In the Doctor’s office today, I saw this sign in the examining room. I read it, thought a moment, then had to laugh. It isn’t a thermometer, it is a thermostat. A thermometer takes your temperature, a thermostat regulates the temperature in a space. I moved closer to see the sign and realized that someone had taken great care to make sure it would not fall off the wall, but not enough time to realize they were using the wrong word. And now that the sign is up – and probably in place in each examining room – has anyone told them they used the wrong word? 

It is an interesting situation. Do you tell the person they took all the time to print the signs, cut them to size, tape them to the wall only to have used the wrong word? It made me think about the person who made the signs. Are they the finance person or someone in charge of paying the electric bill, hence they do not want the temperature changed? Are they the approachable type? Are they willing to hear feedback about this type of mistake? Or does the sign actually tell us enough about them to answer that question? They did not say ‘please do not adjust’, they simply said ‘do not’. They printed the words in all caps, which is very forceful. They made the sign black and white. They taped it to the unit covering any possibility that anyone would miss it. They had a plan and made it happen, and used the wrong word. 

I had to admit as I stared at this sign – still waiting for the Doctor to arrive – that at times in my youth I was this person. Passionate and enthusiastic about getting things done, moving quickly and efficiently only to realize later that I made a mistake. Or never realizing that I made any mistake, and in my zeal I was foolishly creating an environment where my passion made it hard for me to hear someone else’s side of things. Enthusiasm is a powerful force for good, yet hard to handle when it goes a stray. It gets things done and yet makes facing mistakes a difficult conversation. Soon after this thought entered my mind, the Doctor arrived.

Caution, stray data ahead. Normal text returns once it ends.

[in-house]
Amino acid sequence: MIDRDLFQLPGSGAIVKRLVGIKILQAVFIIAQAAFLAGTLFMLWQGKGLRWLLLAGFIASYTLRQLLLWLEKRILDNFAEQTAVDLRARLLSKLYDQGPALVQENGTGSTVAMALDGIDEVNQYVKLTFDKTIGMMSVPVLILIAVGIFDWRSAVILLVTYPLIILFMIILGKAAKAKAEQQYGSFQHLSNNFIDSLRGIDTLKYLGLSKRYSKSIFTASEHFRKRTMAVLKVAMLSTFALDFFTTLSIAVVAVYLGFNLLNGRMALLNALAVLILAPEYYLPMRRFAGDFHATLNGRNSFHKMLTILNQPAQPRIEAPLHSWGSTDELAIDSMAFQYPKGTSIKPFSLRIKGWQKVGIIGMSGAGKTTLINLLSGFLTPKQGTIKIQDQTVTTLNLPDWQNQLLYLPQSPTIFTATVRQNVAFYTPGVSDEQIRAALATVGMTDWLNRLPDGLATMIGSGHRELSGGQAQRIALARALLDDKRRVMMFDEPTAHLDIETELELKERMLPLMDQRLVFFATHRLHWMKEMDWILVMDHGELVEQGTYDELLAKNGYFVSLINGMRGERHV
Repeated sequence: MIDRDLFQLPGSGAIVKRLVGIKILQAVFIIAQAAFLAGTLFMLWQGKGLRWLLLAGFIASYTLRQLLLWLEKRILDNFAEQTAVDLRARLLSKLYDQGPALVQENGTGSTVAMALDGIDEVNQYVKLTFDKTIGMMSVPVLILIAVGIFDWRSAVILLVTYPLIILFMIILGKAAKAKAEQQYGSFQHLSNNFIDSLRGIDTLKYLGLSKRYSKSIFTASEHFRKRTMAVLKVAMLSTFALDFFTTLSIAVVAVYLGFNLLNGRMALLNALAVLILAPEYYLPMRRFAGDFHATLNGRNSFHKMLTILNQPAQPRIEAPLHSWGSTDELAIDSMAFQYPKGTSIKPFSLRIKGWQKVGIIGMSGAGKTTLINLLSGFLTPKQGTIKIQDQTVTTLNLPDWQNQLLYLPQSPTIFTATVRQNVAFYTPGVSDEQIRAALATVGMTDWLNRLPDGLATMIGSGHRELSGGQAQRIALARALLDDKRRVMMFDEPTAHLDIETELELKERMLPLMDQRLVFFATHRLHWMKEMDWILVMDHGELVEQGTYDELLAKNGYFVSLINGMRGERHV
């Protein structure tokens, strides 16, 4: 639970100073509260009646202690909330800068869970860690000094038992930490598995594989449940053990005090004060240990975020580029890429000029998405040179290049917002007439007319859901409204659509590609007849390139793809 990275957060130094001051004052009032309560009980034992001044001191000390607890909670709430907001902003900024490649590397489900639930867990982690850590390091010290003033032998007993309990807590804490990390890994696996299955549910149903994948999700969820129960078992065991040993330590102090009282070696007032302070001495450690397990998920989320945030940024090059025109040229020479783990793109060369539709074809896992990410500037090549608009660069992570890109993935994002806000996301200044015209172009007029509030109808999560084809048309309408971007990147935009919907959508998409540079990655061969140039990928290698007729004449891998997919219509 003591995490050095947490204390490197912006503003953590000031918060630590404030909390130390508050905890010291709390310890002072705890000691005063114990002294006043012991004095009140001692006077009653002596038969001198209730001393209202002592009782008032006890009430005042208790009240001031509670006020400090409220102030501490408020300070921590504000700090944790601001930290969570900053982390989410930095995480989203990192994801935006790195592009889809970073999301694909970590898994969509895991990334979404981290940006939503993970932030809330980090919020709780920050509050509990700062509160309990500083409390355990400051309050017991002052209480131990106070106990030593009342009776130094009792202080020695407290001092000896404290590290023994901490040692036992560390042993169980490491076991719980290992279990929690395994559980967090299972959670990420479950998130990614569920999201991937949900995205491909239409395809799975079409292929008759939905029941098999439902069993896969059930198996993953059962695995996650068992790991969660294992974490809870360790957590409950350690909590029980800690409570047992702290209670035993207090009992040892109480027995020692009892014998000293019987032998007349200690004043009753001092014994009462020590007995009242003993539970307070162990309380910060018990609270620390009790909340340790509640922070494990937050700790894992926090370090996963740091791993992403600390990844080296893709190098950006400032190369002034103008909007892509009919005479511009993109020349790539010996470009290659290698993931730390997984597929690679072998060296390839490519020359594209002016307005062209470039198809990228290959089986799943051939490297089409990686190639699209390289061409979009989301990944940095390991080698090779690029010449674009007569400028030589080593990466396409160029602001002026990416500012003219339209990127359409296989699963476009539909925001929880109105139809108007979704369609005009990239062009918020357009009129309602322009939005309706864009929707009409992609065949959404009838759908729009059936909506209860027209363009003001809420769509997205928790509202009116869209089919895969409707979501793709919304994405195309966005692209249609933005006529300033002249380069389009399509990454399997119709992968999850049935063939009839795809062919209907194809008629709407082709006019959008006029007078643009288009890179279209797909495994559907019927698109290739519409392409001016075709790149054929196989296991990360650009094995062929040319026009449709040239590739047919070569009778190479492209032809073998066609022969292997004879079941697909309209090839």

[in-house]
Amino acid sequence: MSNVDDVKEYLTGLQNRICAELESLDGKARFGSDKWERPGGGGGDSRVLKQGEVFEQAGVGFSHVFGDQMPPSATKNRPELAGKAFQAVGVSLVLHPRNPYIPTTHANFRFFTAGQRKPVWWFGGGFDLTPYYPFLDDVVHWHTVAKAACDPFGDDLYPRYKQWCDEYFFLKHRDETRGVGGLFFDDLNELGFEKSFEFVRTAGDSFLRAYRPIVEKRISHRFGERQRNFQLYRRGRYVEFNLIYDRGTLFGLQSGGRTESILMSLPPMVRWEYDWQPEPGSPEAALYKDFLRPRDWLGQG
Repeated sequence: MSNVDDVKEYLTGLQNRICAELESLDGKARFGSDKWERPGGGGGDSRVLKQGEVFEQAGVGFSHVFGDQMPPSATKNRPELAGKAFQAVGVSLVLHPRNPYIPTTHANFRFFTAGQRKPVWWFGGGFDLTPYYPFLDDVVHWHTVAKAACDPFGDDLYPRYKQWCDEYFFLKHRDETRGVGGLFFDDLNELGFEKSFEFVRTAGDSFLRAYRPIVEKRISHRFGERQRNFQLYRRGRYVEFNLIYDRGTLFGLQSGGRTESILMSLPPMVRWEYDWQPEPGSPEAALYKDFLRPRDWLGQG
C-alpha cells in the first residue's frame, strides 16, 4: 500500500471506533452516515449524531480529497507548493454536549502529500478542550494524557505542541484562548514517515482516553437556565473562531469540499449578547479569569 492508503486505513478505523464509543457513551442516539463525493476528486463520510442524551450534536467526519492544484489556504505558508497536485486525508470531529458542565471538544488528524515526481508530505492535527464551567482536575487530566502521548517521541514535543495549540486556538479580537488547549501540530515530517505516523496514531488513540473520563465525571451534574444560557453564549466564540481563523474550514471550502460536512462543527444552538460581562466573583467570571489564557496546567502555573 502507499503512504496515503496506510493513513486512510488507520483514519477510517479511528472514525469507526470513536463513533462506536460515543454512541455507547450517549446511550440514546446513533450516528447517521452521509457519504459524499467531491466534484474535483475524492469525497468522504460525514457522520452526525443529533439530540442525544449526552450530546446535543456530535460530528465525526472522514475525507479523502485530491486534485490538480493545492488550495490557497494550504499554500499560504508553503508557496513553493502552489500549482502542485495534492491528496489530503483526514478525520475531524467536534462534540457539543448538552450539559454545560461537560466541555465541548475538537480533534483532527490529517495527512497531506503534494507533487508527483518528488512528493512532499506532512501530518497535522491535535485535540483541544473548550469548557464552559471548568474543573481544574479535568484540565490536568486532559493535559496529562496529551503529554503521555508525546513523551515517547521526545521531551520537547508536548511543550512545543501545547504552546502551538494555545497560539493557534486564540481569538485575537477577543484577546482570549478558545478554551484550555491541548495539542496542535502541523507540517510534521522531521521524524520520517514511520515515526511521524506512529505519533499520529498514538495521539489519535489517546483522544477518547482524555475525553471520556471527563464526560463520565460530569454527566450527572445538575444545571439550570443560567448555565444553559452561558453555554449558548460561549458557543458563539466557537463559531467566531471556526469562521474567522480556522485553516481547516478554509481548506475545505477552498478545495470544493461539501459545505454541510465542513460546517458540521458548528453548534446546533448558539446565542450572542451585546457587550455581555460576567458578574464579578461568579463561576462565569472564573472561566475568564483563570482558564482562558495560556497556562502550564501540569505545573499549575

On the drive home I thought about the power of youth and enthusiasm, and the reality we face when both let us down. The  advantage of age is we learn from our mistakes and gain wisdom. Wisdom gives us the courage to ask other people if they have any thoughts about our intended action before we act.  Maturity allows us to face the fact that others may have another way to get the job done, and it isn’t all about us. And we gain maturity through experience. Experience is that voice in our head shouting at us not to send the email we wrote out of passion. Experience is the silent nudge that prevents us from speaking up in the team meeting when no one asked for our alternate opinion. Experience is the best teacher especially when we learn from someone else’s experience. 

So next time your youth or enthusiasm get the better of you, take a deep breath.  Ask someone else before you act. Turn down the thermostat to cool down the room, or take your temperature with a thermometer to make sure you do not have a fever. Do all this before you use the wrong word. 

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